In this booming economy and job market, providing a great “candidate experience” is more important than ever. In fact, according to CareerBuilder
68% of candidates think the way they are treated during the hiring process is a direct reflection of the organization and influences their decision on whether to stay or go. For that reason, the candidate experience is currently one of the most highly regarded talent acquisition topics in senior living and other major industries.
But what exactly is the candidate experience? Basically, the candidate experience is how job seekers perceive you as an employer and react to your sourcing, recruiting, interviewing, hiring, and on-boarding processes. It’s usually the deciding factor whether or not your candidate takes the job.
What’s aggravating senior living candidates the most these days?
- Not hearing back from the hiring manager before or after the interview
- Inaccurate job description
- Rude interruptions during interview such as taking call or texting
- Lengthy interview process
- Conflicting information about the job or company
What are the ingredients to creating a great candidate experience? Here are 7 essential ones:
- Write Clear Job Description. Attract the right candidates by knowing what you’re hiring for and what duties, experience, and education are essential in order to be successful in the role. Also, separate your ‘wish list’ from the ‘must-haves’ when it comes to traits since there’s no candidate who can meet every single requirement.
- Make Your Career Page Prominent & Easy. Careers pages are often buried in obscure sections of company websites. Make yours as easy to find as possible. Also, provide clear instructions on how to apply and submit resumes. Be sure to have an automated reply that acknowledges receipt of resume once submitted.
- Use Mobile & Modern Ways to Reach Candidates: Communicate with job candidates the way they like to be in touch. Today, there’s a number of ways besides a phone call including emails, texts, chat boxes and video chat such as Skype.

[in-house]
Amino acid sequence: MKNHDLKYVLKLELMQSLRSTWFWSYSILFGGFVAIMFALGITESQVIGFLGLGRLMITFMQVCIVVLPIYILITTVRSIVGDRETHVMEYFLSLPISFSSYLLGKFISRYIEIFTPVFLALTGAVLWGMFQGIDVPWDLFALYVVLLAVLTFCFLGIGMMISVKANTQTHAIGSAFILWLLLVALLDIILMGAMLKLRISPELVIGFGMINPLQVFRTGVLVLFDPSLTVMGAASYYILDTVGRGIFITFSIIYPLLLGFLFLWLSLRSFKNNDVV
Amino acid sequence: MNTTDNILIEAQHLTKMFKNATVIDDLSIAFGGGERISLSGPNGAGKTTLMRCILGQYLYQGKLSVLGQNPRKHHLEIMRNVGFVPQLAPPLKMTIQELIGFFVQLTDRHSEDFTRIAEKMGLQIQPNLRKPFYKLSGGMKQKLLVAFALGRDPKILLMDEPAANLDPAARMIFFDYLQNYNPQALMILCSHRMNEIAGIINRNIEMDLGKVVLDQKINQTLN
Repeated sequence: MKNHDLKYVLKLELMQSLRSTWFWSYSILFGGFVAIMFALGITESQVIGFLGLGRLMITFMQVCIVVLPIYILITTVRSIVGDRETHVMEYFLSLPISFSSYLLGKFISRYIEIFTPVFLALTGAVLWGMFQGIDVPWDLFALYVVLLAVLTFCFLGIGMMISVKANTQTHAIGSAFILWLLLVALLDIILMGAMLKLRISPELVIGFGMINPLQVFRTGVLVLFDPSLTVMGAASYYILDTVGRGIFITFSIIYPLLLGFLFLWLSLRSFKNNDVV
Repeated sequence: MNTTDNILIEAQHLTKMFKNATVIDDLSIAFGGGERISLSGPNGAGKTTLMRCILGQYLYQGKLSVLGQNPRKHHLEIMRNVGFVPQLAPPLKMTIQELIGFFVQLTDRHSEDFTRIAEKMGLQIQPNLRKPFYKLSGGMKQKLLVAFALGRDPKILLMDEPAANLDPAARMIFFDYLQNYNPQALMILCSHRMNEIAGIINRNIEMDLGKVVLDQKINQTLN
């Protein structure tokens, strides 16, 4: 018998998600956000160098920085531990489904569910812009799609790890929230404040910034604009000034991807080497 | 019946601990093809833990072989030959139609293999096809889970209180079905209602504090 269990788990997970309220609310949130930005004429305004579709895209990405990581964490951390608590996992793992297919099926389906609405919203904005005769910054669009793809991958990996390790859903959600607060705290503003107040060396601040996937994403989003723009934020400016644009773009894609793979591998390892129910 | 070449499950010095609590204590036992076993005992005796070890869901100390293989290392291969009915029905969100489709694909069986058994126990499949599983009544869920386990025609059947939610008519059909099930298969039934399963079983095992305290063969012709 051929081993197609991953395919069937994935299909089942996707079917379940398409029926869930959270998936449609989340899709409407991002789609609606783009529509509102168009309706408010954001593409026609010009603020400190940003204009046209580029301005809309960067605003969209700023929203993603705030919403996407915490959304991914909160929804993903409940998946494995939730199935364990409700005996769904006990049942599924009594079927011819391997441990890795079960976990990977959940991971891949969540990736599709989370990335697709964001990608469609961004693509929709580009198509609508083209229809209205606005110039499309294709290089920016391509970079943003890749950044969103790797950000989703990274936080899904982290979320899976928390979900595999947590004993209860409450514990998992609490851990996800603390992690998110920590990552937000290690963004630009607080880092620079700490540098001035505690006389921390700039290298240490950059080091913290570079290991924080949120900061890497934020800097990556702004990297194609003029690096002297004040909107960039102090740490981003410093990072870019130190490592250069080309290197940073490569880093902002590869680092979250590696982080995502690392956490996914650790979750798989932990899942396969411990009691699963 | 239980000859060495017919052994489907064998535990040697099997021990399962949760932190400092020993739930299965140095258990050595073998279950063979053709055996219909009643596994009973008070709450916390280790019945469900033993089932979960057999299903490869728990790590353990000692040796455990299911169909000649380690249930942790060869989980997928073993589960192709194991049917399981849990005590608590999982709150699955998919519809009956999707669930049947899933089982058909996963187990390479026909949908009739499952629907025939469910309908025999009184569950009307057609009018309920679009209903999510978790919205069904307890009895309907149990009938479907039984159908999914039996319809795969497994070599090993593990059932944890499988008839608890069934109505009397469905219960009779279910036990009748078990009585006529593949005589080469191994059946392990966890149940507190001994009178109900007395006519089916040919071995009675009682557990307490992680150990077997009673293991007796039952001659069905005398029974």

- Shorten Interview Process: Taking too long in scheduling interviews or stretching interviews out and involving too many people, can cause you to lose your ideal candidate. Instead, consider conducting first interviews over the phone or video chat, then decide on your best candidates and immediately schedule face-to-face interviews. Once completed, narrow down your final selection of candidates and schedule next steps.
- Have Friendly and Warm Reception Waiting. A warm greeting when candidates arrive for their interview, can go a long way. A friendly smile, offer of water or coffee, ushering them to a seat, etc. Some organizations even have a lobby pedestal stand where they post the candidate’s name with a welcome message.
- Give a Look Inside Organization: Provide good insight into the role and organizational culture so you attract only candidates that are more likely to succeed in the position. Show them what it’s actually like to do that job in your organization.
- Communicate with Candidates. Promptly advise candidates of your thoughts and ask for their thoughts after the first interview. Be sure to notify them if they are no longer considered and always provide feedback as to why.
Since the senior living job market and job market as a whole has shifted focus from employers to job candidates, it’s becoming increasingly important to concentrate on the candidate experience in your hiring process. In fact, candidates now expect better treatment if an organization wants them on board.
Julie Rupenski is the Founder, President & CEO of MedBest, opening the doors in 2001. Since that time, Julie has gained national recognition for providing top talent solutions exclusively for the Senior Living Industry. Her specialties include filling Vice President, Regional, and Property level positions.
Julie has an in-depth knowledge of the Senior Living Industry since she previously worked in operations for both Senior Housing and Senior Living. Today, Julie makes it her personal and professional mission to place qualified people in health care positions where they have the greatest impact.